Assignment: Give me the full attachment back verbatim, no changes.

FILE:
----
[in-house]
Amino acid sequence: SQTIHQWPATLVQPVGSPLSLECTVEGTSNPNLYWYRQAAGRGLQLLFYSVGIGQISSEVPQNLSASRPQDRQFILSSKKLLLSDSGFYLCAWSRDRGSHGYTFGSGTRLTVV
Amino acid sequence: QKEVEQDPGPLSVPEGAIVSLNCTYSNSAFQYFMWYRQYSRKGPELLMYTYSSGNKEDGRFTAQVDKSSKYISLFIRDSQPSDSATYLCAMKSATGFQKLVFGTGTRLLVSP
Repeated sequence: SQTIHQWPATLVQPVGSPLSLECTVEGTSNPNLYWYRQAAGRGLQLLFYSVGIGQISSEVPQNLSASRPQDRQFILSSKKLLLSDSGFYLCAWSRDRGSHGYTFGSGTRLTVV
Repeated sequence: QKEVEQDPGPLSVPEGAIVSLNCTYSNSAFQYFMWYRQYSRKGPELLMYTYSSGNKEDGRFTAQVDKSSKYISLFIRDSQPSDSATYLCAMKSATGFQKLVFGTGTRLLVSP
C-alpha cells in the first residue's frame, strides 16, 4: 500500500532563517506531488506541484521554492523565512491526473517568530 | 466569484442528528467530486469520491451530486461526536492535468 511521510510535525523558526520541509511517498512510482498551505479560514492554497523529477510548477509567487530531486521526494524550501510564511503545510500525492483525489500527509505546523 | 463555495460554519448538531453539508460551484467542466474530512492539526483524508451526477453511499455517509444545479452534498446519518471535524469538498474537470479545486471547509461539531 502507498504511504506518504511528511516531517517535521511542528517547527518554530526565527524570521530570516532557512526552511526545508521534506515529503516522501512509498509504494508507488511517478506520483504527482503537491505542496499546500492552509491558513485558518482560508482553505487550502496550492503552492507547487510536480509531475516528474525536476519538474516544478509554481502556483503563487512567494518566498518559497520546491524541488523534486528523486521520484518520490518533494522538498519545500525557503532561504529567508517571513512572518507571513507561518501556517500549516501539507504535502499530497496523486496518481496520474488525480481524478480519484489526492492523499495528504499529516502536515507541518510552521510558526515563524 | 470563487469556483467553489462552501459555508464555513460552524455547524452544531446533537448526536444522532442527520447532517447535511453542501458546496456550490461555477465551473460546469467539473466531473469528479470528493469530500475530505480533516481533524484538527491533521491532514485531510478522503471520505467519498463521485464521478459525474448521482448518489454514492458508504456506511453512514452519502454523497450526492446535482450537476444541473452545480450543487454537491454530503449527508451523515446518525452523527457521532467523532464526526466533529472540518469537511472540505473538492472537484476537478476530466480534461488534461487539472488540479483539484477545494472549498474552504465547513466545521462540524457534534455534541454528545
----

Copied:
[in-house]
Amino acid sequence: SQTIHQWPATLVQPVGSPLSLECTVEGTSNPNLYWYRQAAGRGLQLLFYSVGIGQISSEVPQNLSASRPQDRQFILSSKKLLLSDSGFYLCAWSRDRGSHGYTFGSGTRLTVV
Amino acid sequence: QKEVEQDPGPLSVPEGAIVSLNCTYSNSAFQYFMWYRQYSRKGPELLMYTYSSGNKEDGRFTAQVDKSSKYISLFIRDSQPSDSATYLCAMKSATGFQKLVFGTGTRLLVSP
Repeated sequence: SQTIHQWPATLVQPVGSPLSLECTVEGTSNPNLYWYRQAAGRGLQLLFYSVGIGQISSEVPQNLSASRPQDRQFILSSKKLLLSDSGFYLCAWSRDRGSHGYTFGSGTRLTVV
Repeated sequence: QKEVEQDPGPLSVPEGAIVSLNCTYSNSAFQYFMWYRQYSRKGPELLMYTYSSGNKEDGRFTAQVDKSSKYISLFIRDSQPSDSATYLCAMKSATGFQKLVFGTGTRLLVSP
C-alpha cells in the first residue's frame, strides 16, 4: 500500500532563517506531488506541484521554492523565512491526473517568530 | 466569484442528528467530486469520491451530486461526536492535468 511521510510535525523558526520541509511517498512510482498551505479560514492554497523529477510548477509567487530531486521526494524550501510564511503545510500525492483525489500527509505546523 | 463555495460554519448538531453539508460551484467542466474530512492539526483524508451526477453511499455517509444545479452534498446519518471535524469538498474537470479545486471547509461539531 502507498504511504506518504511528511516531517517535521511542528517547527518554530526565527524570521530570516532557512526552511526545508521534506515529503516522501512509498509504494508507488511517478506520483504527482503537491505542496499546500492552509491558513485558518482560508482553505487550502496550492503552492507547487510536480509531475516528474525536476519538474516544478509554481502556483503563487512567494518566498518559497520546491524541488523534486528523486521520484518520490518533494522538498519545500525557503532561504529567508517571513512572518507571513507561518501556517500549516501539507504535502499530497496523486496518481496520474488525480481524478480519484489526492492523499495528504499529516502536515507541518510552521510558526515563524 | 470563487469556483467553489462552501459555508464555513460552524455547524452544531446533537448526536444522532442527520447532517447535511453542501458546496456550490461555477465551473460546469467539473466531473469528479470528493469530500475530505480533516481533524484538527491533521491532514485531510478522503471520505467519498463521485464521478459525474448521482448518489454514492458508504456506511453512514452519502454523497450526492446535482450537476444541473452545480450543487454537491454530503449527508451523515446518525452523527457521532467523532464526526466533529472540518469537511472540505473538492472537484476537478476530466480534461488534461487539472488540479483539484477545494472549498474552504465547513466545521462540524457534534455534541454528545